VENICE — It’s not Laurel Road instead of the Pinebrook Road/East Venice Avenue intersection. It’s Laurel Road and the intersection.

That’s how Venice City Council Member Mitzie Fiedler explained her intent in proposing Tuesday to “abort” city funding of the intersection and ask the county to use the money to improve Laurel Road.

“We now have better information today than we did in 2012,” she said.

That was when the City Council committed $1.8 million to improvements at Pinebrook Road’s intersections with Ridgewood and East Venice avenues. It later added $500,000 more.

Council Member Chuck Newsom said that when the Planning Commission was revising the comprehensive plan the intersection had more EMS calls than any other in the city.

“We have committed to the citizens that we are going to fix this intersection,” he said.

But the county now says it can redo the intersection for $2.3 million in a way that will last until 2040 and it’s pursuing state money for a design and engineering study that could qualify the work for federal funds.

Fiedler said she wants to keep the city’s commitment in place but as a cap on its contribution.

It could be the case that none of the city’s money would be needed, she said. If not, then all of the $6.2 million in mobility and road impact fees currently budgeted for the work could be spent elsewhere — such as on Laurel Road.

If the city does in fact have to contribute monetarily to the work, the remaining fees could go to Laurel Road, she said.

A transportation analysis projects the road to deteriorate to level of service “F” as development in North Venice continues, she said. It might be a higher priority than the intersection if the projects were evaluated together today, she said.

Her proposal got a cool reception from her colleagues, though not because there’s any disagreement about the need for either project.

Council Member Jeanette Gates was one of several who said that city staff needs to weigh on the idea.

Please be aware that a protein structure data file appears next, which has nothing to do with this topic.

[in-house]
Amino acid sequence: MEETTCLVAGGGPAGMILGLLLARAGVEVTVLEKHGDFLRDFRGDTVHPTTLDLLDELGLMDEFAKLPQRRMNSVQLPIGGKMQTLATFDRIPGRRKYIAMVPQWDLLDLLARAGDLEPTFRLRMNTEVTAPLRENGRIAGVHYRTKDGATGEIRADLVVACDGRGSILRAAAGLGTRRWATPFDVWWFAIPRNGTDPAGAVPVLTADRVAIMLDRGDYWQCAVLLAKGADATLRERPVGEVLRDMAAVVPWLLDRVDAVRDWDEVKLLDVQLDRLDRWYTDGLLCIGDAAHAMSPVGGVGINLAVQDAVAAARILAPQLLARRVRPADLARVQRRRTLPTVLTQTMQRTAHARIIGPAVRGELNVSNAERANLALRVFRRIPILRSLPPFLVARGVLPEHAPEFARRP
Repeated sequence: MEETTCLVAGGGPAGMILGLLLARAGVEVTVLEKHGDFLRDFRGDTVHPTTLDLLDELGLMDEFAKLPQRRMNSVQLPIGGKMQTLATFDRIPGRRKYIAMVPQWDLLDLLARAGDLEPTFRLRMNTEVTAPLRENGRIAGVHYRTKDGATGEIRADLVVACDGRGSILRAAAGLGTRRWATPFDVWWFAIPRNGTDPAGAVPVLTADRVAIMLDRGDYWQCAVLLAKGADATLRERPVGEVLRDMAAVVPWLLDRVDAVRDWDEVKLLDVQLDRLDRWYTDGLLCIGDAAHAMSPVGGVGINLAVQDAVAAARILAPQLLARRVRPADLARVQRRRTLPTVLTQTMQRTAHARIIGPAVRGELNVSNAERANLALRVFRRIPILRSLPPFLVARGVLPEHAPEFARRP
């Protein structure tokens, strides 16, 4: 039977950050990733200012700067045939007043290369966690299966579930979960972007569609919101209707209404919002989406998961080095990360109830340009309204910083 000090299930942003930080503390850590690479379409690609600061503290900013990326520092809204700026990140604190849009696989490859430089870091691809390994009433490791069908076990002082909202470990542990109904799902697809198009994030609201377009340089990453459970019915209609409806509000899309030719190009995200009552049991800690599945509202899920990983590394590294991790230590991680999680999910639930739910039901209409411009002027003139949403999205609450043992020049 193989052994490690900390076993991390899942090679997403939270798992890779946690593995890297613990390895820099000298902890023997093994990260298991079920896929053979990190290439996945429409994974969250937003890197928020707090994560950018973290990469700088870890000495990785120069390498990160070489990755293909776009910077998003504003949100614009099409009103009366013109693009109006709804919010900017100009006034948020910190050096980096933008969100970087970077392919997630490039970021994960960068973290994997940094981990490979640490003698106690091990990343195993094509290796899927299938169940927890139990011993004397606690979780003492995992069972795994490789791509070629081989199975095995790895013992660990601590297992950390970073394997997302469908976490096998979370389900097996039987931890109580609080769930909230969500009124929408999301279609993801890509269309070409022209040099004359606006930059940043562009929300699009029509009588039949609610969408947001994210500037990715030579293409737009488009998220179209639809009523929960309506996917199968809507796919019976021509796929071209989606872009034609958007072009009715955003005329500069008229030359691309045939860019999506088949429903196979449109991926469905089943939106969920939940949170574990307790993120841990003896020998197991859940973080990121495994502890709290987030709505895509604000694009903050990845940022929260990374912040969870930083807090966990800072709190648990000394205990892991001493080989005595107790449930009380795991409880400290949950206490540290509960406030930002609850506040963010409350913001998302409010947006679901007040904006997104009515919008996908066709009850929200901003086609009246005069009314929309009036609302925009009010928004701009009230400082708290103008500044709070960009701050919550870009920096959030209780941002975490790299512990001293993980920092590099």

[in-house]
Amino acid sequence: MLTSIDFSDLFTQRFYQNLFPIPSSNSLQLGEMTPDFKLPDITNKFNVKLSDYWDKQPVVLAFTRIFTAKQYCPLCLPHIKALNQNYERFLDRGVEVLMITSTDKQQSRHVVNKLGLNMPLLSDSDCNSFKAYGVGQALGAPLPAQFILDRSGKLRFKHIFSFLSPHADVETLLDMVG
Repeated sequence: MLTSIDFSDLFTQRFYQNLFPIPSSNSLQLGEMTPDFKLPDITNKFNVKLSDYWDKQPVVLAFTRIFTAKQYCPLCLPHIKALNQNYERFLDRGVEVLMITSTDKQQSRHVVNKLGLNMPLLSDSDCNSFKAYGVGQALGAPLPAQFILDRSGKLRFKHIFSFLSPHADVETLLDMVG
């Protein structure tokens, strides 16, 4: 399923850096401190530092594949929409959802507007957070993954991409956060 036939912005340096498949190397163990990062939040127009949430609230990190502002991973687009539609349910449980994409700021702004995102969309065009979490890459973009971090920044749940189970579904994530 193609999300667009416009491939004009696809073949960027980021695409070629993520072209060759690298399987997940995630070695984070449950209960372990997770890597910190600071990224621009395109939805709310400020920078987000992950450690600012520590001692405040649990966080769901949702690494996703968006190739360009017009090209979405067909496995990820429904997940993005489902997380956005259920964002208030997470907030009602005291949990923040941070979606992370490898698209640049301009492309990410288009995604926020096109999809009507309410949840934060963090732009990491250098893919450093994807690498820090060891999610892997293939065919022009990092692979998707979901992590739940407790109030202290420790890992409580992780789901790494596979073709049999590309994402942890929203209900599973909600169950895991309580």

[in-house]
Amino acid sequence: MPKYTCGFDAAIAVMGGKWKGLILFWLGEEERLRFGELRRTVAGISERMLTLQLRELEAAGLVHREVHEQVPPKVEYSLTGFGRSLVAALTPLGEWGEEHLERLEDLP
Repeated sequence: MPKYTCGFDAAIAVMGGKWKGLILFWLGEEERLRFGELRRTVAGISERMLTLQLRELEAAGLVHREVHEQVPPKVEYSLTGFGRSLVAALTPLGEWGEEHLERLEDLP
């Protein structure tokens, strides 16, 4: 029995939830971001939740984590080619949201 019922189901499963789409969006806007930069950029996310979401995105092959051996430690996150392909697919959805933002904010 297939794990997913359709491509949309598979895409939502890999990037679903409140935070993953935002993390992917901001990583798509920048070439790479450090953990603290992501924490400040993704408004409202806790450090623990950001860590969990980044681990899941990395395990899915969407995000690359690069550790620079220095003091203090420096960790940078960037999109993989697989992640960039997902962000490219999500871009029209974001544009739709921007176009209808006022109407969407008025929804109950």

“I don’t have the time frames, I don’t have the numbers I need to vote on,” she said.

Mayor John Holic added that the city would need a firm commitment from the county that its obligation wouldn’t exceed $2.3 million.

“This has to be something strong that future Councils can rely on,” he said, perhaps a resolution from the County Commission.

Vice Mayor Rich Cautero called Laurel Road a “red flag” and a “cliff we’re heading straight into.”

“All the scenarios point to a failing Laurel Road,” he said.

But, he said, he thinks it may be possible to do both projects.

So does Council Member Bob Daniels, who expressed concern about voting to reallocate mobility and road impact fees, which are actually county funds, without involving the county, the Metropolitan Planning Organization of the state Department of Transportation.

“We need to start by calling timeout on this,” he said.

The city needs to maintain good relations with those other entities, he said, or it could jeopardize millions in funding.

It could be, after further review, Holic said, that the city might decide another road would be an even higher priority — say, for evacuation — than Laurel Road, an east-west route that “is really a road that goes nowhere,” he said.

Fiedler’s proposal was voted down 6-1 but can be brought back up again.

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